Blog

Psychology Tips, Educational Articles and News

Leaders, Courage and Crisis

Posted on: January 23rd, 2012 by Dr. Angela Bisignano

shutterstock_82371157

“Get up and go on board.”

I can still hear these words ringing in my ears. Spoken from the coast guard captain during the crisis that ensued after the cruise ship capsized off the coast of Tuscany. Many across the world have heard the riveting conversation between Capt. Francesso Schettino, commander of the grounded Costa Concordia, and Capt. Gregoria De Falco of the Italian coast guard in Livorno. Deeply moving, I think it strikes a cord with most of us. It speaks volumes about the difference between courageous leadership and cowardice leadership in the midst of crisis.

Beyond a shadow of a doubt, the courageous leader in this crisis is obvious. What lessons emerge from the midst of this crisis? What can we learn from looking at two men, wearing different captain hats, about leadership amidst crisis?

Here are 6 points to consider about courageous leaders in the midst of crisis:

1. They take command.

De Falco: “There are people trapped on board. Now you go with your boat under the prow on the starboard side. There is a pilot ladder. You will climb that ladder and go on board. You go on board and then you will tell me how many people there are. Is that clear… Now I am in charge.”

Amidst the crisis, courageous leaders are able to see with precision the bigger picture. They understand what is at stake and can take immediate control and exercise their authority to get the job done.

2. They don’t abandon their post.

Schettino: “I am here with the rescue boats, I am here, I am not going anywhere…”

It is clear from the captain’s location that he left the ship; he abandoned his post. When difficult things come up or go down and hard choices need to be made, courageous leaders hold their position.

De Falco makes mention of the sea in this conversation, “you saved yourself from the sea…” His words represent the most cowardice of all of Schettino’s actions. They seem to imply that at the core Schettino gave in to his fear in order to save himself.

It seems unfathomable that any captain would ever abandon his ship with so many people aboard. The question of whether it is Maritime Law or seafarer legend isn’t the point. A leader abandoning his charge is the important consideration here. Hierarchy often exists in a leadership chain of command. Evidently, Schettino chose to leave his early. His actions speak more about his lack of honor and courage than anything else.

3. They don’t refuse their assignment.

De Falco: “Are you refusing to go aboard commander? Can you tell me the reason why you are not going?”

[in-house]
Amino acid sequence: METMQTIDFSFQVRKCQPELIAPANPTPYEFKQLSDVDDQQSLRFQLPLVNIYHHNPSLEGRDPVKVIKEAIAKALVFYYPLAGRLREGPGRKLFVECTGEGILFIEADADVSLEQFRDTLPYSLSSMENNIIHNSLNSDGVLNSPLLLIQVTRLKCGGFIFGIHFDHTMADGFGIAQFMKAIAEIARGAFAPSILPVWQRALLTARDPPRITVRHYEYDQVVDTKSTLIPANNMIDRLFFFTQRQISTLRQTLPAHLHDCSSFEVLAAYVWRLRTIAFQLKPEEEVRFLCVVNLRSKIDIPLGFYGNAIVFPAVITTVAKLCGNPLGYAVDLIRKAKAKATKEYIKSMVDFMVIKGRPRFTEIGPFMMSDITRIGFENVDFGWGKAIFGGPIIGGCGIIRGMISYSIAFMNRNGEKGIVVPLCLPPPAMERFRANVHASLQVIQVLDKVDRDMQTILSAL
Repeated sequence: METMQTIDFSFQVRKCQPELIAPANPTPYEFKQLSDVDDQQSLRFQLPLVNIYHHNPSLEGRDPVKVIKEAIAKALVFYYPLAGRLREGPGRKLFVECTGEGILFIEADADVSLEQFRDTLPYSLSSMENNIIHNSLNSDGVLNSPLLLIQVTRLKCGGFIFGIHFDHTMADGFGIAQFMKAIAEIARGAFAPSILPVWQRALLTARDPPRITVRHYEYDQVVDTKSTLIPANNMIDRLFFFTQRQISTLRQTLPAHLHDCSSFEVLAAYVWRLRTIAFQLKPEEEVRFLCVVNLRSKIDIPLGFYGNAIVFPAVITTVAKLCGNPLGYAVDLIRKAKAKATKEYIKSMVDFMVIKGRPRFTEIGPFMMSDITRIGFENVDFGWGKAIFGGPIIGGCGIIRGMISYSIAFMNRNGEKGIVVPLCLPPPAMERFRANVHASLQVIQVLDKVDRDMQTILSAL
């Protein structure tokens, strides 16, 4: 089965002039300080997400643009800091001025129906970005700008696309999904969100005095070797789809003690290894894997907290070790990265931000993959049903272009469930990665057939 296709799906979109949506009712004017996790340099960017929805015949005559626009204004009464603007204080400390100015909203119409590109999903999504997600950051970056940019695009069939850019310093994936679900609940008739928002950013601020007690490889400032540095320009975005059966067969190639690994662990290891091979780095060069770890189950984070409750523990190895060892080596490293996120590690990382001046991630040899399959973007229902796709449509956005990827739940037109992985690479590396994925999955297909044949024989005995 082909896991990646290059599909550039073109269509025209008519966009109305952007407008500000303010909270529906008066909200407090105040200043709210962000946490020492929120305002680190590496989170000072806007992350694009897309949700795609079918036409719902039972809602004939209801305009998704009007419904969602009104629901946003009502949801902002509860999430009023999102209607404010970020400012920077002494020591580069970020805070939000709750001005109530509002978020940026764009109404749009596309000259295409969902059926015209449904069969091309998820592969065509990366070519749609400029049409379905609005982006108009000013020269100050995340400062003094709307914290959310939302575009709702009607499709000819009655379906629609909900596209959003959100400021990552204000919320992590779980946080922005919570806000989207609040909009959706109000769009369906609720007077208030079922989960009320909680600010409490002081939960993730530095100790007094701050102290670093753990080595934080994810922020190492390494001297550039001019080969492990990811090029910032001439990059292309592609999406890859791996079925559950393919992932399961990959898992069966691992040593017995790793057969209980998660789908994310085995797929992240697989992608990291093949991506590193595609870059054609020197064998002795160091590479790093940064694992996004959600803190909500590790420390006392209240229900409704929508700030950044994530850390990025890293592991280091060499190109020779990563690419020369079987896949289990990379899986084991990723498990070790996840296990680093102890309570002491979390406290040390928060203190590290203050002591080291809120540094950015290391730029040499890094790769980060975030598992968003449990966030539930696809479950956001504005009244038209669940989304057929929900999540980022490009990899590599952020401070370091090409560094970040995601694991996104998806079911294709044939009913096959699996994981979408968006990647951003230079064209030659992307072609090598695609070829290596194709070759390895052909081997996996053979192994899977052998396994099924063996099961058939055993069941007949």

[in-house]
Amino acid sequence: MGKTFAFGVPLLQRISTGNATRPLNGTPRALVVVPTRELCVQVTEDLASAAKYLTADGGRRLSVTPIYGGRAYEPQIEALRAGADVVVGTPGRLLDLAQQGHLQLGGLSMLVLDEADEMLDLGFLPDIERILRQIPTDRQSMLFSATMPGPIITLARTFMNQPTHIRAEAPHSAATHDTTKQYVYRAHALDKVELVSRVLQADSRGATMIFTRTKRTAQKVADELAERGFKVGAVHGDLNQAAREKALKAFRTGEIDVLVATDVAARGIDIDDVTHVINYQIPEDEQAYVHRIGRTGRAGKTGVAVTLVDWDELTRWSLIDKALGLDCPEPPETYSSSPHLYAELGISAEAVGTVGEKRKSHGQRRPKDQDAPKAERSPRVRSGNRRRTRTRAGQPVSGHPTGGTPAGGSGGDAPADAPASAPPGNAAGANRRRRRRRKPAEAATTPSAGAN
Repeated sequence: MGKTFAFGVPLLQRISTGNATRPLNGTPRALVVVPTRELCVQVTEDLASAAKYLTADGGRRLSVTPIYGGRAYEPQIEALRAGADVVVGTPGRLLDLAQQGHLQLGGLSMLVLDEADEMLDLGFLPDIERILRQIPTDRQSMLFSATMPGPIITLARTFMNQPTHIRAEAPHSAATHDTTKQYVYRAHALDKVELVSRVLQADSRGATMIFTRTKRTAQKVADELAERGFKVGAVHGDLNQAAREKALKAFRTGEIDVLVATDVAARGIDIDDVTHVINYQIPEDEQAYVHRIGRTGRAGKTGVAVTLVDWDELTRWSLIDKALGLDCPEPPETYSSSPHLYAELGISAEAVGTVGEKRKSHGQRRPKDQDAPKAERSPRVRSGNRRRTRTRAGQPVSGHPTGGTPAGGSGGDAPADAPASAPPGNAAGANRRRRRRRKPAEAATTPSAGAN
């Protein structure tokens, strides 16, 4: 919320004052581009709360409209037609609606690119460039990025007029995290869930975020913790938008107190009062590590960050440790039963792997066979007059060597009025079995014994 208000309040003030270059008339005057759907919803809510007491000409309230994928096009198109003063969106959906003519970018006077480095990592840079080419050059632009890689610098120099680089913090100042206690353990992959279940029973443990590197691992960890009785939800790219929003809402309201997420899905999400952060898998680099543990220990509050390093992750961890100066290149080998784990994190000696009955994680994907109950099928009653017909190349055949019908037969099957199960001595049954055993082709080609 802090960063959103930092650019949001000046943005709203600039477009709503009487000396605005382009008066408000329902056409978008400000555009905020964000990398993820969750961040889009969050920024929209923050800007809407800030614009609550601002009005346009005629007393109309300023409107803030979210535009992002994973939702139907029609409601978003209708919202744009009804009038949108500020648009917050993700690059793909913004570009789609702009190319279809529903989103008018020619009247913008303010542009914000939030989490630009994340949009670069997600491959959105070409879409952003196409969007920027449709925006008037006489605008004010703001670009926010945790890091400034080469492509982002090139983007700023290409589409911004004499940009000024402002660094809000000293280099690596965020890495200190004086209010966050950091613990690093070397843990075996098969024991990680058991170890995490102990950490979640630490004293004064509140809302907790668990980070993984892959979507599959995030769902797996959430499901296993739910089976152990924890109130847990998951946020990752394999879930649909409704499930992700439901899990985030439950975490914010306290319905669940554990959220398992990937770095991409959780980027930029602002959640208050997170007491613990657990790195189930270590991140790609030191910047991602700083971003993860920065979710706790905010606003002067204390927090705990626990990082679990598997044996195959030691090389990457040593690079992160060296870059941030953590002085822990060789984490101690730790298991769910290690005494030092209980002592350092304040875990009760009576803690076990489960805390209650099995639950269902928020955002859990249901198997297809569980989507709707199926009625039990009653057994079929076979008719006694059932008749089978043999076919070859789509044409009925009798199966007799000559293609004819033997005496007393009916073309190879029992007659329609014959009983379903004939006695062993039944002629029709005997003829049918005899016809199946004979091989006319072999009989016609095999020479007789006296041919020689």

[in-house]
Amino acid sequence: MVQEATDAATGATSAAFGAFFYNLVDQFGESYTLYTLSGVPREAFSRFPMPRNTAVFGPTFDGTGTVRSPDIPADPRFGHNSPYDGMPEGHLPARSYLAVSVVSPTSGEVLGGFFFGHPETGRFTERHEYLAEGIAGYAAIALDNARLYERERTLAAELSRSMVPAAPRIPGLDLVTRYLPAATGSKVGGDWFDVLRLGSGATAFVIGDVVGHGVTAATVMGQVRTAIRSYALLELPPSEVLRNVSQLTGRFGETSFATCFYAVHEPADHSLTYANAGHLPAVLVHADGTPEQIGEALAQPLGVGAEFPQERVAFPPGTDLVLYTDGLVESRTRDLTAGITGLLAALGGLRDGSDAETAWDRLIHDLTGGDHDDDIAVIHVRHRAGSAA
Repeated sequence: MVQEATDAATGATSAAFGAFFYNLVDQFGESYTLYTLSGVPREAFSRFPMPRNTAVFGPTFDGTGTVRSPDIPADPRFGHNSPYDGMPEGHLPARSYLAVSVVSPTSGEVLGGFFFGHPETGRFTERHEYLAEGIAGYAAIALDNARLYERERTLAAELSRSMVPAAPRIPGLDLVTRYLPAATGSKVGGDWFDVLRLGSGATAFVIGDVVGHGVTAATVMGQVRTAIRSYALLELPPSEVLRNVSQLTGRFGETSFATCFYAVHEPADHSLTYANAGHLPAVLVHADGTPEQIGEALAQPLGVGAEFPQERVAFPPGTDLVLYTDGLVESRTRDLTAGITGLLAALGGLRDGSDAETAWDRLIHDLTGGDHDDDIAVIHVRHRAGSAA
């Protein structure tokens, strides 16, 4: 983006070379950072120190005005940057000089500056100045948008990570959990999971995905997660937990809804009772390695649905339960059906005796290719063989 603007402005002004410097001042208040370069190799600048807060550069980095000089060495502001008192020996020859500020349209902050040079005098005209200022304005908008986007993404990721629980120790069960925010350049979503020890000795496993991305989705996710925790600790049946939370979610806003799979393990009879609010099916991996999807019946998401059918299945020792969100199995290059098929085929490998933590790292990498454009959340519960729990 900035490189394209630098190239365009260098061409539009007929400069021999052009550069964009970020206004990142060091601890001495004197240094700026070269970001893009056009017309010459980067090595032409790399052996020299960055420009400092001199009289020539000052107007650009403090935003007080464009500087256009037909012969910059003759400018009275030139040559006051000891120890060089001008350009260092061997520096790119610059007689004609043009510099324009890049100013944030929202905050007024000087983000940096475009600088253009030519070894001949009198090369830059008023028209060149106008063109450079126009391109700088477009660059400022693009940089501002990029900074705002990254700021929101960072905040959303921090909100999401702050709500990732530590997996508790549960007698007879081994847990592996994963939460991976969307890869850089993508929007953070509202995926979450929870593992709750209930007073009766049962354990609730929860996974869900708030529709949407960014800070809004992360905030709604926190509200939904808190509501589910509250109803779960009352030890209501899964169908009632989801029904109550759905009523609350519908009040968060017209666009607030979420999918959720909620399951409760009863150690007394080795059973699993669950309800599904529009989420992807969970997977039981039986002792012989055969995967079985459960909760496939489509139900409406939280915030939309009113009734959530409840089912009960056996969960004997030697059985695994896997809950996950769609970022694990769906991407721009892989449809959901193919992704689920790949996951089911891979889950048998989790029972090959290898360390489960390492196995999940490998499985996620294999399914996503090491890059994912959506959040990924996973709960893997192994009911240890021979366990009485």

In the midst of crisis courageous leaders choose to do what they committed to do when assuming their authority and assignment. They don’t waiver when they face danger. Where would the world be if most leaders refused to follow through with their obligations?

4. They don’t make excuses.

De Falco: “You go aboard. It is an order. Don’t make any more excuses.”

Schettino: “I am not going because the other lifeboat is stopped.”

Any leader can rationalize his or her choices. Courageous leaders are able to look at the crisis and accept the responsibility that comes along with their role and leadership position. Making excuses to justify weak choices is not an option for courageous leaders.

5. They know what to do when all seems dark.

De Falco: “It is dark and you want to go home? Get on that prow of the boat using the pilot ladder and tell me what can be done…”

When facing fear and the unknown, courageous leaders are able to be the beacon of light. They are willing to face the darkness at all costs, even if it means death. They know what to do and are able to give directives.

6. They value human life and those they lead at all costs.

De Falco: “How many people are there and what are their needs?” Again, “Go on board! And then tell me immediately how many people are there.”

Courageous leaders are able to attend to human needs. They care about their safety, well-being, and lives. They are willing to go the distance in order to preserve the sanctity of life, even if it means they may lose theirs. This is the most courageous decision any leader can ever make.

Courageous leadership calls for so many things: to act quickly, stay the course, exercise precision, encounter danger, and be willing to sacrifice. I’d like to believe I would handle the crisis with honor, dignity, and courage.

How do you think you would handle a crisis of this magnitude? How have you handled crisis in your own leadership?

Transcript:  Fox News